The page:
As the States get back to business after the traditional summer recess, I'm keen to hear how they're going to tackle the rising cost of living for those who are really struggling.
The rising price of everything is routinely described as a 'crisis' now, but who determines where the crisis point is?
The cynic in me fears we only keep hearing about the "cost of living crisis" because middle and higher earners are now feeling the pinch.
This has resulted in some pretty bonkers budgeting tips. Step forward former Prime Minister Boris Johnson who shared his tip for buying a new £20 kettle to save £10 a year on electricity bills. We know he'll never have had to worry about finding that £20 in the first place but it was a tone deaf platitude to struggling bill payers regardless.
Now Liz Truss is PM, she's promised to cap utility charges in the UK. The track record of the energy cap suggests it might not be an easy promise for her to keep.
That cap doesn't help us here in our 'low tax jurisdiction' anyway. With Guernsey Electricity given permission to put tariffs up, and a recent investigation by BBC Guernsey finding the best value supermarket in the island is Waitrose, it might be time for us to look at layering up in extra jumpers this winter, and stock up on Essentials such as avocados, olives and halloumi instead?
Pictured: If petrol getting close to £2 a litre was that pinch point for you then maybe you're luckier than many others.
Closer to home, and perhaps a model our deputies could look to emulate, came from Jersey this week.
Deputy Sam Mezec, leader of the Reform Jersey Party, and with a track record of trying to level up the standard of living in our sister island, has made renewed efforts to protect renters.
He has made a formal move to bring in a rent freeze. I've not seen any evidence of anything similar in Guernsey yet?
In the States Assembly next week, I am proposing a rent freeze to protect tenants during the cost of living crisis.— Deputy Sam Mézec (@SamMezecJsy) September 6, 2022
We did it in Jersey during the pandemic, and the Scottish government has announced they are doing the same now.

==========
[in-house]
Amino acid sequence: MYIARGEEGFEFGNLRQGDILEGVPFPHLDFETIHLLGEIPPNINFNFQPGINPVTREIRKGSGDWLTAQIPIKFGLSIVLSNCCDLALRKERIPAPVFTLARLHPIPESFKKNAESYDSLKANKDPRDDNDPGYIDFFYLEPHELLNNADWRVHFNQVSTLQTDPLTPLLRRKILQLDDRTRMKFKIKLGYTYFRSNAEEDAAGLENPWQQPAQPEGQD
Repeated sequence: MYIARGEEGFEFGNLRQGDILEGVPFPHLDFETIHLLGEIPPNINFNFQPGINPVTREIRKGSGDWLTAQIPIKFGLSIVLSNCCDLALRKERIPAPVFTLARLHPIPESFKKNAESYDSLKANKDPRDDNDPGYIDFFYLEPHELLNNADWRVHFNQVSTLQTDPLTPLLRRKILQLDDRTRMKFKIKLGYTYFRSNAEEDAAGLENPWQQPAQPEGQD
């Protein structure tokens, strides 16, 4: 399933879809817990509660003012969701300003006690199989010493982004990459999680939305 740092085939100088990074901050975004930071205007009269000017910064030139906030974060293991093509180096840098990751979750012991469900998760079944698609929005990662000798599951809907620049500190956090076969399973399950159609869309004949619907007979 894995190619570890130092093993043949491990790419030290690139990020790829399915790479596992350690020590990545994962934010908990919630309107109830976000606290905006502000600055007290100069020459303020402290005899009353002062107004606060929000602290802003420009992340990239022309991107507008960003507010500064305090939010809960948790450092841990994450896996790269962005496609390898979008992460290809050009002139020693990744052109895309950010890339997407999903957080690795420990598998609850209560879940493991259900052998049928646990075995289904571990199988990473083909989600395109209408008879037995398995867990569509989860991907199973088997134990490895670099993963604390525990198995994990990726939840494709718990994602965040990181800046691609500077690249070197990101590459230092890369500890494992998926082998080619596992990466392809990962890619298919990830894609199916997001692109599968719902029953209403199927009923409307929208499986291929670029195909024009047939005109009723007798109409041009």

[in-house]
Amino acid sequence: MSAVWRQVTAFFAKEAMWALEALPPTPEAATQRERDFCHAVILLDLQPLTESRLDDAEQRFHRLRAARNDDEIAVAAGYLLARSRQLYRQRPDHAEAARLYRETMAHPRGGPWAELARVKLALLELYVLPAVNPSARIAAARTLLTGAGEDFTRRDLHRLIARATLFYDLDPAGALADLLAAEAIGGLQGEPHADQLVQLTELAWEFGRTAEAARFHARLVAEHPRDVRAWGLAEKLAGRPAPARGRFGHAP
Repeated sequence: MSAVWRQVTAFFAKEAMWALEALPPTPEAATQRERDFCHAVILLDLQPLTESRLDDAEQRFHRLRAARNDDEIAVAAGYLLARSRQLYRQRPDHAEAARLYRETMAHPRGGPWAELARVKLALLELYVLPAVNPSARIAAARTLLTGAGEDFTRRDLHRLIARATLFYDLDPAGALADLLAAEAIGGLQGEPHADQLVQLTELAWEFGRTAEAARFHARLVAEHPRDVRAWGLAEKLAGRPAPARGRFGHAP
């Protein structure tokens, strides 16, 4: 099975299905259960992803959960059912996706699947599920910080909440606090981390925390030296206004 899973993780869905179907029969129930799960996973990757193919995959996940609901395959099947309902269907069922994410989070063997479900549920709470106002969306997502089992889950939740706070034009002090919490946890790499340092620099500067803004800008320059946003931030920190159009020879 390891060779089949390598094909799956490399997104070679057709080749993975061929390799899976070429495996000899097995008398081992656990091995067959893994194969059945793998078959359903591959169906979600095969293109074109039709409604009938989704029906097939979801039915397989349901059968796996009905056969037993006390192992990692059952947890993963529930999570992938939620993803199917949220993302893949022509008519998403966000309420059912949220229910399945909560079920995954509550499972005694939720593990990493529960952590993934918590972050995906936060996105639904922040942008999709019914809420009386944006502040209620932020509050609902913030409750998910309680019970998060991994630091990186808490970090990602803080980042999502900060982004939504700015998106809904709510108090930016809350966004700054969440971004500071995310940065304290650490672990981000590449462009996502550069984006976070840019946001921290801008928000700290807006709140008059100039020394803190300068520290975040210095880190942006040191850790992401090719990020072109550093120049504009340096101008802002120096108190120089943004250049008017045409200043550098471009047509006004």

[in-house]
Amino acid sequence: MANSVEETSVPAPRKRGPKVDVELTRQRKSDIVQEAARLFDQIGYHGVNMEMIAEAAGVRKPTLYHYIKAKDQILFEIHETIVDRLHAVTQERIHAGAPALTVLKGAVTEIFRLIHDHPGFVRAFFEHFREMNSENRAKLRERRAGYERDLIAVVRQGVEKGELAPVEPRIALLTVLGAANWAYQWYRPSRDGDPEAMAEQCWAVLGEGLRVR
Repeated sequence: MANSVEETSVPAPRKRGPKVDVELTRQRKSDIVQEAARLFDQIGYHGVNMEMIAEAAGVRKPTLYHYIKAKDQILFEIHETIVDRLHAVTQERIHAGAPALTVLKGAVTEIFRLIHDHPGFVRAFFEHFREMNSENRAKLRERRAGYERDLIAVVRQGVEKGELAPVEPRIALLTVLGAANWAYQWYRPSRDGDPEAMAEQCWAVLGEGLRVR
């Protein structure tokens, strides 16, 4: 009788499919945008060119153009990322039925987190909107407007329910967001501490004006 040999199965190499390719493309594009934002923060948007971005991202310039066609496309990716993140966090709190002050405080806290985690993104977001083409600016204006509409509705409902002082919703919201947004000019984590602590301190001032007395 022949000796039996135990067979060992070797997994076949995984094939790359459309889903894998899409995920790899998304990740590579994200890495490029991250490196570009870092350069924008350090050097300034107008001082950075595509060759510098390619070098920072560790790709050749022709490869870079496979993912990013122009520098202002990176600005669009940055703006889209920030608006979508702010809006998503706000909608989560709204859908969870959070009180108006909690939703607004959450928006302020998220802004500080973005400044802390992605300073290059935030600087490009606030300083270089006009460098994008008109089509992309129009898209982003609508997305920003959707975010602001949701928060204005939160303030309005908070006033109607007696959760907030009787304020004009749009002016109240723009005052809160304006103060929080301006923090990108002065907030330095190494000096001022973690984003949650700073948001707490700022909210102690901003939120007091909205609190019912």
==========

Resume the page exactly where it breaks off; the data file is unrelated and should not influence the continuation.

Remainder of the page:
We can and we must do this. pic.twitter.com/49ANsiN44S
We have heard a few whispers from our States about different methods to ease the pressure on those who are really at their crisis point, but with our elected officials gathering for their September meeting today I'd like to see a bit more urgency about them.
It is at times of crisis that we look to the States for leadership after all.
Pictured: Deputies Peter Roffey and Gavin St Pier have both recently led attempts to help those struggling the most with the cost of living.
Those families considered to be struggling the most will hopefully get a boost within the coming weeks.
ESS, led by Deputy Peter Roffey wants to bring in emergency uplifts to benefits and rent subsidies. These would be coming into effect in January anyway, but the ESS President will ask for the uplifts to take effect in October.
Let's be positive and predict all, but at least most, of our deputies will vote in favour of that move.
For families not in receipt of benefits, or rent subsidies, there are few offers of assistance though which worries me, as it could see some households drop into poverty.
Pictured: The seemingly ever-increasing waste costs are worrying some bill-payers too.
One kick in the teeth for hard pushed bill-payers could come through the waste strategy.
Having been told for years that we need to recycle more, we now might have to pay for the 'free' recycling bags we've been given for the past few years. Nothing is ever free though, so we've already paid for those blue and clear bags, along with our black bags, the black bag stickers and our parish rates and the waste standing charge. I've lost track of what my own waste output cost me last year, but at one black bag a month, or fewer, I've tried my hardest to keep the charges down.
The most recent rise in black bag sticker prices went through earlier this year, despite Deputy Gavin St Pier's attempts to stop it. He's back with another attempt though - this time he wants to cap any future rises.
We've all seen that the UK's energy price cap is a movable fixture but perhaps we'll have more luck in this area when there might only be pennies at stake, rather than hundreds, or thousands of pounds.